weather icon Mostly Cloudy

Can a song help reduce military, veteran suicides?

For too many years now, the growing problem of military personnel and veterans (as well as civilians), taking their own lives has been seemingly unsolvable.

Last year the federal government passed a new law that makes it easier for anyone with a potential suicide problem to phone for help — 988. For a long time we’ve had a toll-free, 1-800 number that served the same purpose, and in fact is still in operation. But a mental health emergency such as calling for help when one is considering suicide can be even more daunting when looking in desk drawers and cluttered table-tops for that elusive 1-800 number with all those cumbersome digits.

So now the mental health number to remember and call is 988. That’s it. Just three numbers. Easy to remember and dial. But I can’t help but feel that promotion of the new number has been limited. It needs to be shouted from the rooftops.

To that end I’ve written and recorded a song with the title of the three-digit toll-free telephone number that can be called for help — “Nine-Eight-Eight.” Anyone thinking about committing suicide, or any individual who knows of someone considering suicide and who wants professionals to help them to try and stop it are encouraged to call that number. The song contains the lyric, “Don’t do it, call 988!”

I am urging President Biden, the Secretary of Defense and the Secretary of Veterans Affairs as well as other elected and appointed officials to place the song in government-sponsored commercials on television, radio and social media. The original idea behind the three-digit phone number is great, but I feel we need to do much more to get the word out. The song is one way to make it happen.

I’ve mailed recordings of the song to President Joe Biden and to select members of the cabinet, as well as to many elected officials and others in the federal government and also influential civilians. And copies have gone to notable civilians who are involved in working to reduce suicides. If the song could save even one life, it would be worth it. But of course it’s my sincere and honest hope that playing the song on all sorts of media will begin with saving that one life, and then go on to save many more lives. Currently there are two videos with the song running on YouTube. (Type in: ChuckNBaker NineEightEight.)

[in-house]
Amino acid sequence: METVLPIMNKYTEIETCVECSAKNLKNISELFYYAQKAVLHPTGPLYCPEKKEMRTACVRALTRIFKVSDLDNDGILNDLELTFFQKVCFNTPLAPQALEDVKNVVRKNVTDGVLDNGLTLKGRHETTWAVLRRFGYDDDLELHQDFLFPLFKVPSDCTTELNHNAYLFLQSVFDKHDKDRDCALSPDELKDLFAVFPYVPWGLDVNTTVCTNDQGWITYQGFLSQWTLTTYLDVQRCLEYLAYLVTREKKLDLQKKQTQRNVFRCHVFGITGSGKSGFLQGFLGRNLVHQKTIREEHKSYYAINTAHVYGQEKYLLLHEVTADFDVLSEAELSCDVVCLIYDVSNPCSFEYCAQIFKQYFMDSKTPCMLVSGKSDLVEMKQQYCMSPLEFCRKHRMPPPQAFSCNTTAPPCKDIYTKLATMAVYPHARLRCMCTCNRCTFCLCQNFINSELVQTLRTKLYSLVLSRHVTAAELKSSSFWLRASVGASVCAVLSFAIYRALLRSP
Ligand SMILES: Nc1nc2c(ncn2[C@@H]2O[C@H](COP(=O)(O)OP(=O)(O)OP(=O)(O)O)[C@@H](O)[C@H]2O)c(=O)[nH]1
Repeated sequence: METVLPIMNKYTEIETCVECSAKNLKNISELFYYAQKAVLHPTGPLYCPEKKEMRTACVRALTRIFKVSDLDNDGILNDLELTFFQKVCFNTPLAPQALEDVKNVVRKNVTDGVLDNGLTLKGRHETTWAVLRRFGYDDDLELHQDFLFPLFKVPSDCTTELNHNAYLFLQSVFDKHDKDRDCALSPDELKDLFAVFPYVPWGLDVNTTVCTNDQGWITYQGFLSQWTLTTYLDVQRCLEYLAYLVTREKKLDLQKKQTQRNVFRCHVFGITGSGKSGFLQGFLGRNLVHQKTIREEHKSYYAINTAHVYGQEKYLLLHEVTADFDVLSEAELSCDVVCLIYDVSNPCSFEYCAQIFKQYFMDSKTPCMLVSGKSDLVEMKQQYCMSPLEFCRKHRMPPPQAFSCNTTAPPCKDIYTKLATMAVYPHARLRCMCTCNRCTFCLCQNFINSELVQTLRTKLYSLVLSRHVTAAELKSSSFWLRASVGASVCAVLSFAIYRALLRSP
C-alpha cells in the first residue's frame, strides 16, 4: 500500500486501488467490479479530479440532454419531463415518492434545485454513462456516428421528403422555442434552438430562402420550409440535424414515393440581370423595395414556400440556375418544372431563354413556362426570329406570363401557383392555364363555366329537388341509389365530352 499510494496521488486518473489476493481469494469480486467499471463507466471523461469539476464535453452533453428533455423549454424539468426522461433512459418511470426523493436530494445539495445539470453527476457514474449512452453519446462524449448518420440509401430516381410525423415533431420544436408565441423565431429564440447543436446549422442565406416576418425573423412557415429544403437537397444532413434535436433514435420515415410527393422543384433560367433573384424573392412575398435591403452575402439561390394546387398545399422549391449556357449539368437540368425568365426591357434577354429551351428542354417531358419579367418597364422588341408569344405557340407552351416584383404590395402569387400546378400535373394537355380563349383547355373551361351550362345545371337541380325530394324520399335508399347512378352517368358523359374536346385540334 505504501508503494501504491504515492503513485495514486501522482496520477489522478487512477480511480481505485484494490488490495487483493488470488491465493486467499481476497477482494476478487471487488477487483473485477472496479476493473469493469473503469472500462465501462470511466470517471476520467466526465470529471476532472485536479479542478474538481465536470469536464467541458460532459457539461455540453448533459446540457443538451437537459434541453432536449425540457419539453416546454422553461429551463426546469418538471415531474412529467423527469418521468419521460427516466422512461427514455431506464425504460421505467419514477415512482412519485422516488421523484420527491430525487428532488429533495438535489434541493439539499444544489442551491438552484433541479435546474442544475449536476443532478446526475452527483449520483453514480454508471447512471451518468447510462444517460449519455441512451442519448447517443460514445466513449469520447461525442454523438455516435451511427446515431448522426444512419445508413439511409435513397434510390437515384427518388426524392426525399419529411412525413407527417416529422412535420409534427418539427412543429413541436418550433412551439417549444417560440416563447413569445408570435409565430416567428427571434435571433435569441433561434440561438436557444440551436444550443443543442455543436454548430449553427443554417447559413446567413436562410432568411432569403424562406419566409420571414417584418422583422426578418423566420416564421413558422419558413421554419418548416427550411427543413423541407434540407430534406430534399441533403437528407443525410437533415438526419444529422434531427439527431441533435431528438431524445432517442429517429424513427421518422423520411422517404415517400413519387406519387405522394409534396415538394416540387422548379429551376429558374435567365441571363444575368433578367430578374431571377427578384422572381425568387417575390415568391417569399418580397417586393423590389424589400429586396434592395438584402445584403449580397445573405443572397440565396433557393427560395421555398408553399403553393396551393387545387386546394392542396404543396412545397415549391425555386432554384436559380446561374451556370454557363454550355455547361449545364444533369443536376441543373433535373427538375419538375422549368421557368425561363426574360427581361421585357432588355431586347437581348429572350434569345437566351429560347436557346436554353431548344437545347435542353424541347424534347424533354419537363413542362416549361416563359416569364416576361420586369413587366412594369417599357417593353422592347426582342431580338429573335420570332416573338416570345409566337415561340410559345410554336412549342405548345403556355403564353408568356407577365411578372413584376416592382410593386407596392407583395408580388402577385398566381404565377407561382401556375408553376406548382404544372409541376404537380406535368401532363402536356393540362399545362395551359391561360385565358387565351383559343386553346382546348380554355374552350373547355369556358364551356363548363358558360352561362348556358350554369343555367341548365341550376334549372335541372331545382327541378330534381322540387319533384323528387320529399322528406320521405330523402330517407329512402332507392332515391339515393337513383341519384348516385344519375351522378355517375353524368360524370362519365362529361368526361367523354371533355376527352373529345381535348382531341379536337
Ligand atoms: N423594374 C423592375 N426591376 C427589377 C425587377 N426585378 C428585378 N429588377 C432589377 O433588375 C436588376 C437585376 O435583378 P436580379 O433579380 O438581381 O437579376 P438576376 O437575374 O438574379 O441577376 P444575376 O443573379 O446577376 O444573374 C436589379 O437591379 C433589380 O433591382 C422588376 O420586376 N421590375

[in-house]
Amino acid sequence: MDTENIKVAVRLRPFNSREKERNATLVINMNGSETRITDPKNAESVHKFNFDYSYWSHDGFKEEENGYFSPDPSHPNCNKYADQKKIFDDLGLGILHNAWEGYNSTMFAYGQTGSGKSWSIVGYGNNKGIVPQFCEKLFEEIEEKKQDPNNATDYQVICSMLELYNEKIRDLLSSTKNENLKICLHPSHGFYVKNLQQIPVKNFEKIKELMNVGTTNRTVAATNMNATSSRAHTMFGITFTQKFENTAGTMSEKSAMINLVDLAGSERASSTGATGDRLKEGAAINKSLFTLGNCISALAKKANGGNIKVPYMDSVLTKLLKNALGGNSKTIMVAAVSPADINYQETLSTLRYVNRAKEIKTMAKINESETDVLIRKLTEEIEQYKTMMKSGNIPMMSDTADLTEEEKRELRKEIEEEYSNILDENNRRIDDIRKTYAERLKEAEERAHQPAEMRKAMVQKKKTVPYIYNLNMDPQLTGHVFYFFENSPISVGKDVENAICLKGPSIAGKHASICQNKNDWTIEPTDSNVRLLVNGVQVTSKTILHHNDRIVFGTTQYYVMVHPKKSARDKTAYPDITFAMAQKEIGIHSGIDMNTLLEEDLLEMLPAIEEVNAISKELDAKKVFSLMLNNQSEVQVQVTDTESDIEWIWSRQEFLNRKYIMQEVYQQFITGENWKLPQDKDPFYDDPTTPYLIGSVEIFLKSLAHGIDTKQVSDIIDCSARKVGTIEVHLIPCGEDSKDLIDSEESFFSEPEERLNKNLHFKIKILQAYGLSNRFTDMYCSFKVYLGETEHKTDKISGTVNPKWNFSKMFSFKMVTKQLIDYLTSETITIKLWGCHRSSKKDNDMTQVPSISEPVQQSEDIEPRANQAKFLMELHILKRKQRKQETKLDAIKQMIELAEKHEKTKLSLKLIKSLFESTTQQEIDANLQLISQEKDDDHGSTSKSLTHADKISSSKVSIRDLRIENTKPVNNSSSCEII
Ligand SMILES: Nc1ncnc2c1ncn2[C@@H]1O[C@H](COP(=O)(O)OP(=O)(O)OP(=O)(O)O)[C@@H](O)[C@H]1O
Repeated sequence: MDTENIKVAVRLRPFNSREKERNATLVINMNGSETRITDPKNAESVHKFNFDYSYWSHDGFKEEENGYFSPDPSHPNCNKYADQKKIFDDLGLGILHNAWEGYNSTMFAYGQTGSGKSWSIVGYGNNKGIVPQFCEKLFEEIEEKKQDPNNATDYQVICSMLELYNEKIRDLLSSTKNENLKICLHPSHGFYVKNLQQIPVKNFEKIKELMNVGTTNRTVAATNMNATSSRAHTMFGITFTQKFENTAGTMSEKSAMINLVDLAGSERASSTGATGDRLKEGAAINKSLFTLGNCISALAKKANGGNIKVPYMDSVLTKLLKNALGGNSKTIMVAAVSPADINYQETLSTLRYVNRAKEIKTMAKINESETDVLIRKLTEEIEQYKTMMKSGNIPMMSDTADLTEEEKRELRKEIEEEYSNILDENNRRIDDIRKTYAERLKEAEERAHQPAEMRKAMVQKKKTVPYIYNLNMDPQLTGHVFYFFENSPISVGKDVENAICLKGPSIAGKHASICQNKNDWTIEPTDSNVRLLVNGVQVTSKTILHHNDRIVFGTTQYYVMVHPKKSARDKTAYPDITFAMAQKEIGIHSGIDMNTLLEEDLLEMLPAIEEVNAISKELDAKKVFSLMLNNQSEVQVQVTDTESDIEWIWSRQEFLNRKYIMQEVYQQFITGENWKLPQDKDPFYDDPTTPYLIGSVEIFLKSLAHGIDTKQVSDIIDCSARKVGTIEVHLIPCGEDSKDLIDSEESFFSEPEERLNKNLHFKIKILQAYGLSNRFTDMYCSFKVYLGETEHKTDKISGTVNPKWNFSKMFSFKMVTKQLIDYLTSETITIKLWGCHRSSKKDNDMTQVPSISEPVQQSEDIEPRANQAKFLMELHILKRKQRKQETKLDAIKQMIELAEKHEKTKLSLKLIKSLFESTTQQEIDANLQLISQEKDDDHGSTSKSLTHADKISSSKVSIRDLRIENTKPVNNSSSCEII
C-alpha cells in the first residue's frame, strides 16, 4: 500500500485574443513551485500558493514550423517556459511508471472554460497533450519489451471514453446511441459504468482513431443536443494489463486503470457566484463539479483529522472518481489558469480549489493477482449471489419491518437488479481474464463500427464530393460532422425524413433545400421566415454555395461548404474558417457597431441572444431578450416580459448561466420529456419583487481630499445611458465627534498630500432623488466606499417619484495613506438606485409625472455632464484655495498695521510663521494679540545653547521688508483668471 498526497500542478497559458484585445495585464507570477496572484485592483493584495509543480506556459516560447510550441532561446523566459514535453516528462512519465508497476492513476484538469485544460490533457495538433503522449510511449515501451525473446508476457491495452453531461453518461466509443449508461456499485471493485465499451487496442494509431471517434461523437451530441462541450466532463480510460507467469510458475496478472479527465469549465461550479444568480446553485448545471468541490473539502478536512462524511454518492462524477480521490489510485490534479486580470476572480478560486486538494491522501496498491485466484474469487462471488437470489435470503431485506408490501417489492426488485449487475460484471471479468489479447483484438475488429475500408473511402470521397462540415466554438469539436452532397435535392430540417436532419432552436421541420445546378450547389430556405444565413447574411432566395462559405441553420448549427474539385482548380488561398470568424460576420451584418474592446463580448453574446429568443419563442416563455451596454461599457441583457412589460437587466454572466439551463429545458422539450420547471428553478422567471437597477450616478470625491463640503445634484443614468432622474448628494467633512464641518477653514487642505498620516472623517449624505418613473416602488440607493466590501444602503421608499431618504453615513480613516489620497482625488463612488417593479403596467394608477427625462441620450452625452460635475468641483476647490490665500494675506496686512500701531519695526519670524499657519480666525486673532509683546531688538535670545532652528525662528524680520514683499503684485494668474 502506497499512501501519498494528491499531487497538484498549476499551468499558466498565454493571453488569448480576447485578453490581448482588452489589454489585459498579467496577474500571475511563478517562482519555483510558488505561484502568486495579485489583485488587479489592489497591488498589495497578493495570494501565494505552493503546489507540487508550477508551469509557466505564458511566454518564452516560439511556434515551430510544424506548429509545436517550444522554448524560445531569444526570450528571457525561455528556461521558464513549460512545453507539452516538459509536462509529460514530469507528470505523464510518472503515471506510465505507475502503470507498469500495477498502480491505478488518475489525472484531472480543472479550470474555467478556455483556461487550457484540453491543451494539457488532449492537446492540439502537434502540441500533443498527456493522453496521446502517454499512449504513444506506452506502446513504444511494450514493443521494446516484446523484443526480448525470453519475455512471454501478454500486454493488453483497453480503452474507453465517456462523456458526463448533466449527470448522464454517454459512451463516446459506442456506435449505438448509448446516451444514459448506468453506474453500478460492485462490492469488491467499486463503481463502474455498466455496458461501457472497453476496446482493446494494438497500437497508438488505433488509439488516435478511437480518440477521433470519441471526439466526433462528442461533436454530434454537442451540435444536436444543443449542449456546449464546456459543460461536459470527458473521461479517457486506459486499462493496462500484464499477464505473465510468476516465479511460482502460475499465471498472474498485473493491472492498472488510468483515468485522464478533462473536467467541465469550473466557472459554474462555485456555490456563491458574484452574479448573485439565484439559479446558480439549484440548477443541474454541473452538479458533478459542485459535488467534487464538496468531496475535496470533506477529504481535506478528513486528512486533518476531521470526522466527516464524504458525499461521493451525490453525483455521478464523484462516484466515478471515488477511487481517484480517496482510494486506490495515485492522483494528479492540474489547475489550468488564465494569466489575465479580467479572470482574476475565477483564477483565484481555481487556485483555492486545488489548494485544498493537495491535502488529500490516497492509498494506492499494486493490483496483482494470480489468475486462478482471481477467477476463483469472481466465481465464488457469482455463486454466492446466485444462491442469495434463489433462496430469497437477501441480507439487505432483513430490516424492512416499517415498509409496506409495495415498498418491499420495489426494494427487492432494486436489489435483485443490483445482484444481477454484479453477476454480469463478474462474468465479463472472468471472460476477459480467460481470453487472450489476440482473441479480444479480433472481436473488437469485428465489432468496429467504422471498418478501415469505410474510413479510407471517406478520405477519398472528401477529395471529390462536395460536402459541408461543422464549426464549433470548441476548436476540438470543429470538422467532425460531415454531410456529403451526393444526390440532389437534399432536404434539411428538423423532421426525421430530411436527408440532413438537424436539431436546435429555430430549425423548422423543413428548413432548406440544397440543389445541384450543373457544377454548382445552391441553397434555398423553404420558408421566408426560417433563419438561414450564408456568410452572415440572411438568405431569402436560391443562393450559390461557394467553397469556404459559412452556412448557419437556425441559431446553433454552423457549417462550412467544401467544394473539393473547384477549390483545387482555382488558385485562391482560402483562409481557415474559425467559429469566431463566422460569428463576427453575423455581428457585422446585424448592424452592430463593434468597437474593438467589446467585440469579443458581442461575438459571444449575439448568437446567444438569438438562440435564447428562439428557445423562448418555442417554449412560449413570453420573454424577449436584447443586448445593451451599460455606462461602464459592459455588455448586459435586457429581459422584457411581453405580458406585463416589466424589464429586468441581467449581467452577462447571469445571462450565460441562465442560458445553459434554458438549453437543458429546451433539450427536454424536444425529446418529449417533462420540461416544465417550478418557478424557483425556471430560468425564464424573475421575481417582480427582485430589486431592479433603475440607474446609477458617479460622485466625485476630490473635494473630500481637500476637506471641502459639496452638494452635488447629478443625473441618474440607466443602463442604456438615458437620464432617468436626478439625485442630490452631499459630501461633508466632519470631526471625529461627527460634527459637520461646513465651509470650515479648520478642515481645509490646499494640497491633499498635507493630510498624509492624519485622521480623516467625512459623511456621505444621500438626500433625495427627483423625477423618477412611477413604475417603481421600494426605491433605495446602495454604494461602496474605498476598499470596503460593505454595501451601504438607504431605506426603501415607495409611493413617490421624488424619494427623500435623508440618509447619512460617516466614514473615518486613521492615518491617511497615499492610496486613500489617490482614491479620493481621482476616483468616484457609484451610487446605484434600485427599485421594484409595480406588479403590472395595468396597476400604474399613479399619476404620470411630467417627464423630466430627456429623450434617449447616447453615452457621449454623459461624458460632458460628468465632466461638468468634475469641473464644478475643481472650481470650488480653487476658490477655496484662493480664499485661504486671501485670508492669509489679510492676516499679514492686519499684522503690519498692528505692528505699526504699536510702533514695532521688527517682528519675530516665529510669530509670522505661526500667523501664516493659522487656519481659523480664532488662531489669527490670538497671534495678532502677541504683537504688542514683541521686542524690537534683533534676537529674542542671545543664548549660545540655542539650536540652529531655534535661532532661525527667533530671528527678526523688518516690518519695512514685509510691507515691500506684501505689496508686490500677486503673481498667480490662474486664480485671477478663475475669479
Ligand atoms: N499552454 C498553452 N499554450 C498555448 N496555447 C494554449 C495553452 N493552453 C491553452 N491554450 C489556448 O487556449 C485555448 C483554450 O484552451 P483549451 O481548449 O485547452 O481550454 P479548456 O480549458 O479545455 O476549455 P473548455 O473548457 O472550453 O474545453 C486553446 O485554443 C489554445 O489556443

In his last State-of-the-Union address, the president said in part, “We were losing up to 25 veterans a day on suicide. Now we’re losing 17 a day to the silent scourge of suicide. Seventeen veterans a day are committing suicide. More than all the people being killed in the wars. Folks, the VA is doing everything it can, including expanding mental health screenings … (it’s a) proven program that recruits veterans to help other veterans understand what they’re going through. Get them the help they need. We’ve got to do more.”

Well, Mr. President, here’s your chance to do more. Please ask the VA to start using the song.

Don't miss the big stories. Like us on Facebook.
Just call me Ron-Boy

As some of you know, I grew up here in Boulder City having started school in sixth grade at Garrett Junior High.

Keeping our waters safe

Lake Mead National Recreation Area prioritizes the safety of its visitors by conducting regular water testing at beaches and hot springs.

It’s just a piece of paper, right?

I’m not sure if it is because the Spousal Unit and I are now empty-nesters or if it is leftover influence from that Netflix show called “Swedish Death Cleaning,” but a substantial portion of my weekends for the past few months has been trying to sort through and eliminate some of the “stuff” that has taken over the house.

Fighting the fentanyl epidemic

You can’t see it, smell it or taste it, but there is a dangerous drug killing about 150 people every day in the U.S.: fentanyl. Right here in Boulder City, three people died from fentanyl overdoses in 2022. This year, that number has nearly doubled – five deaths, and we still have two more months before the year ends.

Be Like Coke

In the late 60s, Cheryl, my future mother-in-law, received a surprise telephone call that changed her life forever.

Many reasons for giving thanks

In just three weeks, millions of families will gather around the table to celebrate Thanksgiving, a time for reflection and for recognizing what is special to you and your family. The past year has been full of challenges and changes for me, and I am sure you have encountered the same. This year, I’ve been thinking about all of the reasons that I am thankful.

Former principal will be missed

“That’s all the good news I have for today. Take good care of yourselves. Take good care of each other. Have a great Andrew J. Mitchell Day!”

Celebrating LMNRA’s local native plant nursery and seed bank

According to National Geographic, the first agricultural revolution occurred twelve thousand years ago. During that time, humans moved into long-term settlements thanks to their ability to collect, clean, and store seeds. Fast-forward to today, and the process is no less critical.

The one who got away

With a headline like this, you may be thinking I’m writing about a lost love. If so, I’m sorry to disappoint you.